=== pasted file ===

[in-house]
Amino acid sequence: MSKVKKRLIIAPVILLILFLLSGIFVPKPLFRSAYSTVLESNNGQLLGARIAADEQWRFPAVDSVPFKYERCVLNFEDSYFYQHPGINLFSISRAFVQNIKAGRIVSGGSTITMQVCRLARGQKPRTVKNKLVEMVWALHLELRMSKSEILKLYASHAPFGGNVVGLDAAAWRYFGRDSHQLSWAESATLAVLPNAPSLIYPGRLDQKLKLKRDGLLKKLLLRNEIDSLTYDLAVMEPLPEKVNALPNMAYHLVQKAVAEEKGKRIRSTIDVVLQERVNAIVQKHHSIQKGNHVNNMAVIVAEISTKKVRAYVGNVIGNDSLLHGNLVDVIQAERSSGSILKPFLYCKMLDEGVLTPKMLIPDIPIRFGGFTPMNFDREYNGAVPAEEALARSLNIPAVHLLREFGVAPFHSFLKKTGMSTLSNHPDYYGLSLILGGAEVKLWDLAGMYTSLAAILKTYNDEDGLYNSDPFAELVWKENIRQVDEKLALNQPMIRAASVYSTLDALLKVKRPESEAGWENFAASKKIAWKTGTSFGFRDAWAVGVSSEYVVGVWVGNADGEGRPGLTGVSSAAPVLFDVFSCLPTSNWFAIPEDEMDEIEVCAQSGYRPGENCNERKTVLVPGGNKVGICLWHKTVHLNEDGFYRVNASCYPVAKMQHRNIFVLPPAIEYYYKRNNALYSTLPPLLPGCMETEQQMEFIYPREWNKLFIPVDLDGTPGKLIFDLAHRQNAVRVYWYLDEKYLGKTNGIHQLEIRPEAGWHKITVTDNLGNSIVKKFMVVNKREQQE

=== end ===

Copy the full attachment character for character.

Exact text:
[in-house]
Amino acid sequence: MSKVKKRLIIAPVILLILFLLSGIFVPKPLFRSAYSTVLESNNGQLLGARIAADEQWRFPAVDSVPFKYERCVLNFEDSYFYQHPGINLFSISRAFVQNIKAGRIVSGGSTITMQVCRLARGQKPRTVKNKLVEMVWALHLELRMSKSEILKLYASHAPFGGNVVGLDAAAWRYFGRDSHQLSWAESATLAVLPNAPSLIYPGRLDQKLKLKRDGLLKKLLLRNEIDSLTYDLAVMEPLPEKVNALPNMAYHLVQKAVAEEKGKRIRSTIDVVLQERVNAIVQKHHSIQKGNHVNNMAVIVAEISTKKVRAYVGNVIGNDSLLHGNLVDVIQAERSSGSILKPFLYCKMLDEGVLTPKMLIPDIPIRFGGFTPMNFDREYNGAVPAEEALARSLNIPAVHLLREFGVAPFHSFLKKTGMSTLSNHPDYYGLSLILGGAEVKLWDLAGMYTSLAAILKTYNDEDGLYNSDPFAELVWKENIRQVDEKLALNQPMIRAASVYSTLDALLKVKRPESEAGWENFAASKKIAWKTGTSFGFRDAWAVGVSSEYVVGVWVGNADGEGRPGLTGVSSAAPVLFDVFSCLPTSNWFAIPEDEMDEIEVCAQSGYRPGENCNERKTVLVPGGNKVGICLWHKTVHLNEDGFYRVNASCYPVAKMQHRNIFVLPPAIEYYYKRNNALYSTLPPLLPGCMETEQQMEFIYPREWNKLFIPVDLDGTPGKLIFDLAHRQNAVRVYWYLDEKYLGKTNGIHQLEIRPEAGWHKITVTDNLGNSIVKKFMVVNKREQQE